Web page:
It didn’t take long for me to figure out that what I wanted more than anything was to write. I’d write about anything, I just wanted to see the ideas come together in phrases, in sentences (preferably those featuring my beloved semi-colon), in essays.
I was just trying to be nice. Pastors are supposed to be nice, right? And to listen; pastors are supposed to listen, especially to their elderly parishioners who have just suffered the tremendous loss of a spouse's death. I was trying to be empathetic, to be present in pain, to offer support. To be alone after fifty-some years of marriage must be awful. When he started calling more often, I didn't worry about it.
Being single, I know well how lonely and depressing it can be to eat alone every night - how mealtimes can become an endless march of boxed, dried, frozen, canned, microwaved convenience food eaten on the couch. I'm in favor of meals eaten with other people, on principle, and I frequently have meetings at local restaurants rather than in my office. So, when he asked if we could meet and talk over dinner sometime, I didn't think much of it. A good pastor can share a meal with a parishioner, right?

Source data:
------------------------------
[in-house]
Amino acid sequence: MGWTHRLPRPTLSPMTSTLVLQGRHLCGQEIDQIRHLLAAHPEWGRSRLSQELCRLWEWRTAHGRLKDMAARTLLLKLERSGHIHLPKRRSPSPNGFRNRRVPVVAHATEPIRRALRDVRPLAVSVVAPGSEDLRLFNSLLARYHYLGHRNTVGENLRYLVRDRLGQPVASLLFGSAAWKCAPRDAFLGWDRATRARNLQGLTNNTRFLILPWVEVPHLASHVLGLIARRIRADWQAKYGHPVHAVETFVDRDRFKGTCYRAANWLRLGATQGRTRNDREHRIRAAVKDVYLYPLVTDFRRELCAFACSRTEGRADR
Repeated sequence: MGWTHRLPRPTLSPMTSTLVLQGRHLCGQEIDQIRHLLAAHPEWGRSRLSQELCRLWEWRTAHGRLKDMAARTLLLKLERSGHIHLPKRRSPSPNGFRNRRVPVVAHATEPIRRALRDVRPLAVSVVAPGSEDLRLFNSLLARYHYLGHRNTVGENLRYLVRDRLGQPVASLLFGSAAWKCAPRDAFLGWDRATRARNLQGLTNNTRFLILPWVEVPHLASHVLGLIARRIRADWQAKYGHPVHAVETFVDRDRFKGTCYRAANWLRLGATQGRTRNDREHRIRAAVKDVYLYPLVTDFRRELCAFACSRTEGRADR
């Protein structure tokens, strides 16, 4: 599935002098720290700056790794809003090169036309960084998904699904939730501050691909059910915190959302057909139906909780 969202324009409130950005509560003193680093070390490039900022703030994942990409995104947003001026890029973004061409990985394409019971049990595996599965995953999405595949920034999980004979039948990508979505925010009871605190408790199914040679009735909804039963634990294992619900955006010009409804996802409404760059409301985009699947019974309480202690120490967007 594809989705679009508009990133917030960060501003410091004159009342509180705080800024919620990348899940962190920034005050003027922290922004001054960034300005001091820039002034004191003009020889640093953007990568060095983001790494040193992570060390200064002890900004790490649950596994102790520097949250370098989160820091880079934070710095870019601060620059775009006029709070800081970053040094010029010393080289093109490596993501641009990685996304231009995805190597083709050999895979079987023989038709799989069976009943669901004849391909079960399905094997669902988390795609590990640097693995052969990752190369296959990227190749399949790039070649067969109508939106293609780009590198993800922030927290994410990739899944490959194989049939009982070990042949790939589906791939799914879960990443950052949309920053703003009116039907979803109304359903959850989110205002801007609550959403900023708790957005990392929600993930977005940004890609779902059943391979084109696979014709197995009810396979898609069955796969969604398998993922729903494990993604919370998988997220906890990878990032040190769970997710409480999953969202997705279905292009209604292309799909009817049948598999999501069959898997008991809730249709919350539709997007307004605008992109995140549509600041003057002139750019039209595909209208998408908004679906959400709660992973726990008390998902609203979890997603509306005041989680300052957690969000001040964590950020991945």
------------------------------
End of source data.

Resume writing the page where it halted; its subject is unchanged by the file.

(continued from August's column) The pastor then informed me that the Session felt that they were unable at this point to move me on to Candidacy, and felt that I lacked some "clarity" and showed "confusion" about the Biblical witness. I asked what would happen if, in 6 months or a year, I still had the same answers for them. They said, "Well, you can imagine that the Session's response would be the same."